Retrospectives are regarded as the most important event in Scrum. Yet, how often do they reach their potential of generating real and significant improvement? We will cover what it really takes to facilitate a retrospective. We will focus on the key elements of successful retrospectives: Set the stage, gathering data, generating insights, deciding what to do, and closing. I will share the tricks I’ve learned that allows teams to remember all of the improvements they’ve enjoyed.

 
 

Outline/Structure of the Talk

  1. Facilitation Primer
    1. Own the process and space, but not the content and improvements
    2. How long should the retrospective be and how long should it take to prepare?
    3. Instead of looking up activities to plan an agenda, try using questions
    4. 5 parts of a retrospective: Set the Stage, Gather Data, Generate Insights, Decide What to Do, and Close
  2. Set the Stage
    1. Pitfalls of the Safety Check
      1. What do you do when there is a response that indicates a lack of safety?
  3. Gather Data
    1. "Data" is what we can see (Objective) or feel (Subjective)
    2. An example that has both:
      1. On one axis, list all the things that happened where one end of the axis is good and the other bad
      2. Add another axis where one end is, "Within our control" and the other is, "Outside our control"
  4. Generate Insights
    1. Grouping and Theming is common but doesn't go far enough in acknowledging the connections that lead to a meaningful insight
    2. Debriefing is critical to generating insights
      1. What do you see
      2. What stands out or surprises you
      3. What does that mean
      4. What change is that leading you to make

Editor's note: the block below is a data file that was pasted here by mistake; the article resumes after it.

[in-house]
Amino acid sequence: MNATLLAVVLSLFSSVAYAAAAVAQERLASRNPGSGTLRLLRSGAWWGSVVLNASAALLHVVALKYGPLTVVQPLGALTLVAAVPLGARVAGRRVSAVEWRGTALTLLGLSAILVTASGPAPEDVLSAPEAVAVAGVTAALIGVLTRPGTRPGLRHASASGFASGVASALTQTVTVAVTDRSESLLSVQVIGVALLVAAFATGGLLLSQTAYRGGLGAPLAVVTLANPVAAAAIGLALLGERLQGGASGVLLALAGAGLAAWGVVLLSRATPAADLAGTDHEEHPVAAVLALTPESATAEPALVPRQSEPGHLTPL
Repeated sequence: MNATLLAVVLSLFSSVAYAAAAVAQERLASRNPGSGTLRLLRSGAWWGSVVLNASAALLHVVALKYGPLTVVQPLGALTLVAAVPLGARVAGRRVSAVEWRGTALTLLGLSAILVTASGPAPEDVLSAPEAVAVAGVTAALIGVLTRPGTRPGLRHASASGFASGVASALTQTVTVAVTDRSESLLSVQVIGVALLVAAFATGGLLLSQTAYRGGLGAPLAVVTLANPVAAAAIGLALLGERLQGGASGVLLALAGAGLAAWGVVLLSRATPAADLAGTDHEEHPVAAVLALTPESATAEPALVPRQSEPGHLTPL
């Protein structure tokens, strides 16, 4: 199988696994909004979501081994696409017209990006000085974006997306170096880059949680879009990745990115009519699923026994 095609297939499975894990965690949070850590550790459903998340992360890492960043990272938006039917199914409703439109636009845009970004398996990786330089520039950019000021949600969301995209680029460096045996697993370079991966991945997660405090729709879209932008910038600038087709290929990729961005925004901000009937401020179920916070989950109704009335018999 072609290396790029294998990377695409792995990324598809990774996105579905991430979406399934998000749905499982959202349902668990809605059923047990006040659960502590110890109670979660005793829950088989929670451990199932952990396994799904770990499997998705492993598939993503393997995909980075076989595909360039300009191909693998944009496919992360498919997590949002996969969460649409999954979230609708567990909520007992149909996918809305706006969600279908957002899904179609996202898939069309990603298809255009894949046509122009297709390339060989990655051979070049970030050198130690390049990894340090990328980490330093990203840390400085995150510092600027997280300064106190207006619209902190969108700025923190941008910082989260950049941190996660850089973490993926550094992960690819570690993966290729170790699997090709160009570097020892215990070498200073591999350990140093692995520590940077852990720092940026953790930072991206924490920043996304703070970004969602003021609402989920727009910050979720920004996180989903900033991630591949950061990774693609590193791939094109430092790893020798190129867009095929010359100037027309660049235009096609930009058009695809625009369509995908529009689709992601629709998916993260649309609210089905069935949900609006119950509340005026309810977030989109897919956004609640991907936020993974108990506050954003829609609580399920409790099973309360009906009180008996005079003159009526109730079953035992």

3. 1-2-4 Technique for debriefing
      1. Individually look at what you see
      2. In a pair share what stands out to each of you
      3. In a group of 4, share what meaning there might be
    4. Deciding What to Do
      1. SMART goals aren't good enough for most
        1. Instead, use focusing questions
          1. What will you do?
          2. How will you know it was successful?
          3. When can we check?
      2. How you phrase building action items are important
        1. These are actions that MIGHT be an improvement
      3. Answering a question is a legitimate outcome from a retrospective
        1. Investigate test instability vs Re-write the tests
      4. Abandon 3-5 action items in favor of a single one
        1. Provides focus, clarity, and practice
    5. Close
      1. I'll often say, "Share any one thing you got from this retrospective?"
    6. Summary
      1. My measure for a great retrospective is one that doesn't need follow-up, the team accomplishes their actions themselves, and they remember the result
      2. Safety checks are very serious and demand practice to do effectively
      3. Generating Insights is the hinge point of a great retrospective
      4. Use focusing questions to create SMART goals
      5. Limit the number of action items to add focus

Learning Outcome

  • Learn to structure and plan your retrospectives using the 5 stages: Set the stage, gather data, generate insights, decide what to do, and close
  • How to turn data into actionable insights during a retrospective
  • Creating action items that people will follow through on themselves

Target Audience

Retrospective facilitators and those interested in becoming facilitators

schedule Submitted 7 months ago

Public Feedback

comment Suggest improvements to the Speaker
  • Lynn Winterboer
    By Lynn Winterboer  ~  7 months ago
    reply Reply

    Hi - Thanks for submitting to MHA!  Can you provide slides for review?


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